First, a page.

Do College Students Get Enough (Nutrients) to Eat?

Thanksgiving week is often the first time parents get to see their college-age children after they leave for the fall semester. They often come home not just with a knapsack filled with dirty laundry and a serious sleep deficit, but with the possible beginnings of nutrient deficiencies. It is unlikely that the student will have symptoms of scurvy (Vitamin C deficiency) or iron-deficiency anemia. But, at the very least, many will have been following a nutritionally questionable diet.

Worried about the eating habits of a young relative who is completing his first semester as a freshman, I queried him about the nutritional adequacy of the foods provided in his college’s dining room. The food was acceptable, I was told, although since he was a vegetarian, he couldn’t comment on the meat dishes. His problem, common to so many, was a schedule that included long afternoons in a physics or computer laboratory causing him to emerge for supper  after the dining room had closed. Then his only options were sandwiches and fries at the college-owned café that was open much later, or pizza from a place down the street.

But he mentioned that his friends teased him about his food choices because when he did eat in the dining room, he always had a salad and fruit (his mother would be proud). Asked what his friends usually ate, he quickly tossed out,  “Mac and cheese, pizza, hamburgers, onion rings, and soda. They eat terribly. They never eat vegetables or fruit.”  Knowing that he rarely drank milk and ate yogurt infrequently, I was happy to know that his calcium needs were being supplied by the chocolate milk he drank after long runs.

His perception about the  poor food choices of his friends has been confirmed by many studies of the food habits of college students. The reasons are pretty obvious. Breakfast is often skipped in favor of sleep, and often lunch and dinner may be obtained from food trucks, nearby pizza shops, fast-food restaurants, and snack shops rather than the college dining room. This is particularly true if meal tickets can be used at food trucks, coffee shops and other nearby restaurants.  One consequence, however, is a minimal consumption of fruits, vegetables, and often dairy products. Dieting, especially following  diets  that arbitrary eliminate various food groups (i.e. paleo, keto, cleanses), may also cause inadequate nutrient intake, although this is hardly confined to college campuses.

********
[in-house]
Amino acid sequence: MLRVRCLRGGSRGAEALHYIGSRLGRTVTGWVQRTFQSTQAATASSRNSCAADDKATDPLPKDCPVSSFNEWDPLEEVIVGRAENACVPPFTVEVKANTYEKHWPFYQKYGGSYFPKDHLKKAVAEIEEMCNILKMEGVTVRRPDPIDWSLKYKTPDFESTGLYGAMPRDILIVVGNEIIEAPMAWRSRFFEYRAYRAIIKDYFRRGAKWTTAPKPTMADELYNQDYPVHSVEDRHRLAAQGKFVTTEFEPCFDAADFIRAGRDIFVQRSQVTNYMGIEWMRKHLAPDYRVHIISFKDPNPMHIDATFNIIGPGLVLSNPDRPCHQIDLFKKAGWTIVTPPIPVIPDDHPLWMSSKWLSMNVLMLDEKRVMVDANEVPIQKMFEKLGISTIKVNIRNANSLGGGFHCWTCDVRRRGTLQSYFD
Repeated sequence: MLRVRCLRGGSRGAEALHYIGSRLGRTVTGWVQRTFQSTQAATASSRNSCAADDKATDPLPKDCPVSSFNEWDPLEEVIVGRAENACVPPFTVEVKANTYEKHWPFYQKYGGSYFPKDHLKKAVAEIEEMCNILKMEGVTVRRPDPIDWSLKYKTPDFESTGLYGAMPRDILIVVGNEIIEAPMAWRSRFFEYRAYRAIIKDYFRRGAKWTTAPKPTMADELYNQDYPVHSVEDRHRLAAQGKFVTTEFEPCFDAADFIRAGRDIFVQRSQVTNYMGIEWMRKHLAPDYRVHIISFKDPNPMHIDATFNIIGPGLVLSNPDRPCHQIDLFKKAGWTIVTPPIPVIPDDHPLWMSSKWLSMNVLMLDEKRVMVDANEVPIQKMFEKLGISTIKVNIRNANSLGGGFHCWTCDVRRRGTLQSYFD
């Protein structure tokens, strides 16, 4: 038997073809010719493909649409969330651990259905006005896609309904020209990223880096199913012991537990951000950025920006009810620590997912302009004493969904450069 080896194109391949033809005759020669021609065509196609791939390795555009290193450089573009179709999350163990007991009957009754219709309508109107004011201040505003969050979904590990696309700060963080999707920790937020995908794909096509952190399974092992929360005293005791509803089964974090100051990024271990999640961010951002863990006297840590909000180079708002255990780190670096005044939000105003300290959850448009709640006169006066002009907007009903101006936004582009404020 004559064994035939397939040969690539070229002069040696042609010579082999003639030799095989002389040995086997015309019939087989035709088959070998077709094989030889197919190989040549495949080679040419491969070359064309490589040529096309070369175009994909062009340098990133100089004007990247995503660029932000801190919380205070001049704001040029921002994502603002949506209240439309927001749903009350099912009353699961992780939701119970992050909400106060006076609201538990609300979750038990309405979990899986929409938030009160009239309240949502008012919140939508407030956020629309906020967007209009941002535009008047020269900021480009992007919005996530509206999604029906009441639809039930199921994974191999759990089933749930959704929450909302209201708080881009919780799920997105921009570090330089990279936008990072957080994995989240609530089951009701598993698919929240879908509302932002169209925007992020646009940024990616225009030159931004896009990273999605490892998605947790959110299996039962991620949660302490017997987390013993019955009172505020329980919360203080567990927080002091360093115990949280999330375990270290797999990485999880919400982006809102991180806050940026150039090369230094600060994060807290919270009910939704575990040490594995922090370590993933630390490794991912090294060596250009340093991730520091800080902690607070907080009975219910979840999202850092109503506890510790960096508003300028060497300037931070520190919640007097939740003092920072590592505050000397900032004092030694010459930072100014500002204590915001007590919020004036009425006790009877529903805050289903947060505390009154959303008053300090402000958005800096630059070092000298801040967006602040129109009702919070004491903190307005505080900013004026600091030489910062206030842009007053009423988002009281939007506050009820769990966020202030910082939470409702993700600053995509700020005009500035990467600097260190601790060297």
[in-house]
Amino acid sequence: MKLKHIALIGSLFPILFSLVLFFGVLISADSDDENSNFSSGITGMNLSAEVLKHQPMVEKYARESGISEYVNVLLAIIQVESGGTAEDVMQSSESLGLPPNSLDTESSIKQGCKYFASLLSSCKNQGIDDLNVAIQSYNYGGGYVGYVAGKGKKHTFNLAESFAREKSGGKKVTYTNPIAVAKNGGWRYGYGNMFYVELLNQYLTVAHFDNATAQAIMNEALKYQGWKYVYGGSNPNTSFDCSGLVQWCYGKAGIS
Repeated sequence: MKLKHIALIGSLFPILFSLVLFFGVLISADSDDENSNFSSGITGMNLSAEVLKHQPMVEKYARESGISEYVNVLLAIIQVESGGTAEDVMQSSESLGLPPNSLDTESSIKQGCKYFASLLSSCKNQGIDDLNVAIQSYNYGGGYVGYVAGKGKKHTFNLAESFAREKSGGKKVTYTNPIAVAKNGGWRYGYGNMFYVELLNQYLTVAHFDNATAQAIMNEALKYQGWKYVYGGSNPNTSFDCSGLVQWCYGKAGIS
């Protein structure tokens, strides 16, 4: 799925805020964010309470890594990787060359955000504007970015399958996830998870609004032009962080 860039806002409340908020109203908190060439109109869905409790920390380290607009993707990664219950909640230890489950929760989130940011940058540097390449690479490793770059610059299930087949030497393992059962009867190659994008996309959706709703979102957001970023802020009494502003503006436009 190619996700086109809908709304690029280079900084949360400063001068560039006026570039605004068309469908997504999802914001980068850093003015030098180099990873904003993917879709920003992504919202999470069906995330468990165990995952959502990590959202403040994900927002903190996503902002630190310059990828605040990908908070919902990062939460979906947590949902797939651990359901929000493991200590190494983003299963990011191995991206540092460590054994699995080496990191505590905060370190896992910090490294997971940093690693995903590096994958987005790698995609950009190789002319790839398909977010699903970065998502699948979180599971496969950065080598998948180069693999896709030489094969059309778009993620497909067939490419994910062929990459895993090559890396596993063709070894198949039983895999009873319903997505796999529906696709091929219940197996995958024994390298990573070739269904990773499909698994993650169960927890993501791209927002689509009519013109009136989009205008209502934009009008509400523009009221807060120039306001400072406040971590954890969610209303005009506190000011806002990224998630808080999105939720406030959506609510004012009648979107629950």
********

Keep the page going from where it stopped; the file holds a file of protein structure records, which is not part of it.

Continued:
As the article by Abraham, Noriega and Shin point out (“College students eating habits and knowledge of nutritional requirements,” Survey of attitudes and eating habits  Abraham S, Noriega B, Shin J, J of Nutrition and Human Health 2018 ; 2:13-17), college students often know very little about their nutrient requirements, believe that food additives rather than high calorie content is the reason fast foods should be avoided, and either disregard or know very little about the relationship of nutrient intake to health.

Alerting this population to the consequences of inadequate nutrient intake is a mission that must wait its turn behind education on the perils of nicotine, excessive alcohol and unprotected sex. Not surprisingly, it is a subject rarely discussed, except perhaps by coaches who realize the importance of adequate nutrient intake for their players.  (“Web-based nutrition education for college students: Is it feasible?” Cousineau T, Franko D, Ciccazzo M, et al Eval Program Plann. 2006; 29: 23-33) Male college students, according to the article by Cousineau, Frano, Ciccazzo et al, are particularly uninformed about what they should or should not be eating. But all college students seem to know little about food labels, appropriate number of servings from various food groups, the relationship between calorie intake and energy metabolism, the need for fiber, vitamins and mineral rich foods, and indeed, what happens to food after it is ingested.

One wonders if the ready acceptance of misinformation about diets, effects of certain foods on cognition, inflammation, the intestinal tract, mood, and energy is not a consequence of college age and older adults knowing so little about basic physiology. Often the nutritional information is about as accurate as the belief that the world is flat. Yet where and when does the college student, and indeed anyone in the population, obtain some basic facts about how the body uses what is being consumed?

Weight gain is common in college, especially during the first year, due to a combination of lack of exercise, stress, too little sleep, and perhaps too much pizza and beer. Students are especially vulnerable to this when midterms and final exams approach. Somehow the message that good nutrition and adequate sleep might help cognition and mental performance, has not been able to offset the constant snacking and staying up all night that characterize these periods of intense study.

A simple solution to possible inadequate nutrient intake is a daily vitamin supplement or a vitamin supplement that also contains calcium and iron for those who avoid dairy products and foods rich in iron (such as red meat.) The vitamin supplement is, of course, no substitute for those fruits and vegetables, and dairy products the college attender should be eating. But until that happens, a chewable vitamin or a pill may be the best solution.

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